We were thrilled by a surprise visit by the owners of Saturn Press, Jim vanPernis and Jane Goodrich. I know their operation is on Swan’s Island, Maine, so it was indeed a treat to see them in Cleveland! Saturn Press is one of our very favorite card lines here, and we carry a lot of them. Jane is the art director and business manager, and Jim is the printer. They bought an old letterpress printing press decades ago when they were considered old and obsolete, instead of the current reputation of cool and classy. One look at their cards and you know it was a good investment. We enjoyed talking about artists and books, and the biz. A treat to meet friends you didn’t know.
Posted in Book Biz
It’s true, we’re hiring. We’re specifically hiring data entry people this time around, so if you’ve got typing fingers and a detail-oriented mind, and you like books, then this might be a good match!
The task is huge, so we won’t dwell on that, but the idea of completing our inventory in a modern inventory-control system is rather sexy, is it not? Plus, you get to play with the books. The real deal.
Please check out the details in our Job Description, pass the word along to your friends, and let us know if you’re interested. We look forward to hearing from you!
A GIRL CALLED PROBLEM by Katie Quirk
Eerdmans Books, April 2013
Exotic location and sympathetic, real characters combine to provide excellent entertainment in a book aimed at students aged 10-14. Grandmothers might enjoy it too, as did I. The place is Litongo, Tanzania, Africa, in 1970. Residents of this rural village speak Sukuma as well as Swahili, and the heroine is a 13-year-old girl called Shida, which means “Problem”. Superstitions and traditions rule their lives, but Shida has a natural ability to heal and a yearning for an education. A politically dictated move of the entire village to another one called Nija Panda promises opportunities for Shida, but problems follow her there and escalate. These problems are blamed on a curse that began with Shida’s birth. Her chance to go to school and to study with a nurse depend on her ability to solve the mystery of this curse and its effect on her family and village, which include sad losses and real challenges for Shida. History and anthropology are backgrounds here for getting to know a remarkable young woman and watching her grow.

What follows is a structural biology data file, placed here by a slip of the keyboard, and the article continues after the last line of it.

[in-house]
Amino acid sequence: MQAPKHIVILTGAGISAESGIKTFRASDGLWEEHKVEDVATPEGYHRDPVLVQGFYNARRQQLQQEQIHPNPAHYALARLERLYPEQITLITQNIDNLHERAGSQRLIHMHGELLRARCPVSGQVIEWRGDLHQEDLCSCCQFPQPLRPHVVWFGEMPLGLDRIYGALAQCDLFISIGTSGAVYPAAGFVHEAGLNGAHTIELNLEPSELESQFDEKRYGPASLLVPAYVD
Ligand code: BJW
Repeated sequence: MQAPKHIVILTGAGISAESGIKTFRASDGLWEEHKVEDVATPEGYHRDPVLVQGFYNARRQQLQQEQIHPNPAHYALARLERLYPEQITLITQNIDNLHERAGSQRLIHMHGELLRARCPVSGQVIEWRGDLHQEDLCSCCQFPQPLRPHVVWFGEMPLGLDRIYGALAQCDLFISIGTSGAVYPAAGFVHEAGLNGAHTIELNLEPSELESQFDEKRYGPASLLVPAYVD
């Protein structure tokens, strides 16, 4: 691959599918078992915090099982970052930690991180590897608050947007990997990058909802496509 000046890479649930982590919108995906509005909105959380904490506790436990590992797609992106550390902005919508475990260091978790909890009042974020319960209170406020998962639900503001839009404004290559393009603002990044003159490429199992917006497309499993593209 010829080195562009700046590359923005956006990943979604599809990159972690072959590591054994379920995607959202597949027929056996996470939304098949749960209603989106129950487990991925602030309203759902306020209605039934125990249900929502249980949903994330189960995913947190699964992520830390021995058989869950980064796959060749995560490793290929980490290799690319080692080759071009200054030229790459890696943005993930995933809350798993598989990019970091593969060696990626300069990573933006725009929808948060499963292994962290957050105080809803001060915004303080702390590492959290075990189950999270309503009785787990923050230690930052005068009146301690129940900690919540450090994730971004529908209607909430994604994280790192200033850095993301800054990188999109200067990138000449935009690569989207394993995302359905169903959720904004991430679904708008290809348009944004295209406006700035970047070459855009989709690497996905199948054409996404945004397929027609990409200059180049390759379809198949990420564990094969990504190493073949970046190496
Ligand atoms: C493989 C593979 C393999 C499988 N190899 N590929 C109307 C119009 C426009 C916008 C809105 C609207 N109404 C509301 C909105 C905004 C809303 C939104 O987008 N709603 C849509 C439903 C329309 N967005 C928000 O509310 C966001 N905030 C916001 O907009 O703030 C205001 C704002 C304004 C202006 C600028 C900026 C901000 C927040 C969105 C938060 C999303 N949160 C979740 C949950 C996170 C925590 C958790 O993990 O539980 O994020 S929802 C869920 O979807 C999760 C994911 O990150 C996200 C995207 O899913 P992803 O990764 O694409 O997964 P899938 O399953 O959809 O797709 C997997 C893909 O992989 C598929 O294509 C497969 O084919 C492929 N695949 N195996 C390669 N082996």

It’s fun working in a bookstore and getting ARCs! (The pre-publication galley.) We can read what will be coming out in the next few months, ahead of the general reader. Recently I read, “When We Wake” by Karen Healey. It’s advertised as a Young Adult book—for 12 year-olds and up, but I find that surprising. It feels more appropriate for older teens. Themes about global warming, sexuality, and governmental controls seem a bit advanced for the younger reader.
The narrator, Tegan is 16, and she has just woken up in a hospital, a hundred years after she was killed by a terrorist’s bullet that was meant for someone else. She has to figure out how to survive in this strange world, where many of the rules have changed. She also has to discover why she was cryonically frozen—and why they have revived her and no one else. Strong writing and a strong plot will keep you turning the pages.
Posted in Book Reviews